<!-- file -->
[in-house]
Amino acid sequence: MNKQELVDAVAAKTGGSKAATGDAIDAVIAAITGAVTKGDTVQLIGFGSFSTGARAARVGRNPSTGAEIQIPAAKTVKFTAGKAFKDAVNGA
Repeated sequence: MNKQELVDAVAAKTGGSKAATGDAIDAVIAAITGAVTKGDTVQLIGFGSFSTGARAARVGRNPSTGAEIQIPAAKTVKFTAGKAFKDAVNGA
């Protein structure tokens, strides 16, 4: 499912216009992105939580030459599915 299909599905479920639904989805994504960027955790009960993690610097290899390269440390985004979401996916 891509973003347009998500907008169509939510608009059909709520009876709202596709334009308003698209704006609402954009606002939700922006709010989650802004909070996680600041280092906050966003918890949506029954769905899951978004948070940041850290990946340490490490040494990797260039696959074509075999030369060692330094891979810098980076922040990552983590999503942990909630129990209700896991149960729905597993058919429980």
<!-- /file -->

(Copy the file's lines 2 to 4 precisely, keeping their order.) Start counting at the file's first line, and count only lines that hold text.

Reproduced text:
Amino acid sequence: MNKQELVDAVAAKTGGSKAATGDAIDAVIAAITGAVTKGDTVQLIGFGSFSTGARAARVGRNPSTGAEIQIPAAKTVKFTAGKAFKDAVNGA
Repeated sequence: MNKQELVDAVAAKTGGSKAATGDAIDAVIAAITGAVTKGDTVQLIGFGSFSTGARAARVGRNPSTGAEIQIPAAKTVKFTAGKAFKDAVNGA
């Protein structure tokens, strides 16, 4: 499912216009992105939580030459599915 299909599905479920639904989805994504960027955790009960993690610097290899390269440390985004979401996916 891509973003347009998500907008169509939510608009059909709520009876709202596709334009308003698209704006609402954009606002939700922006709010989650802004909070996680600041280092906050966003918890949506029954769905899951978004948070940041850290990946340490490490040494990797260039696959074509075999030369060692330094891979810098980076922040990552983590999503942990909630129990209700896991149960729905597993058919429980």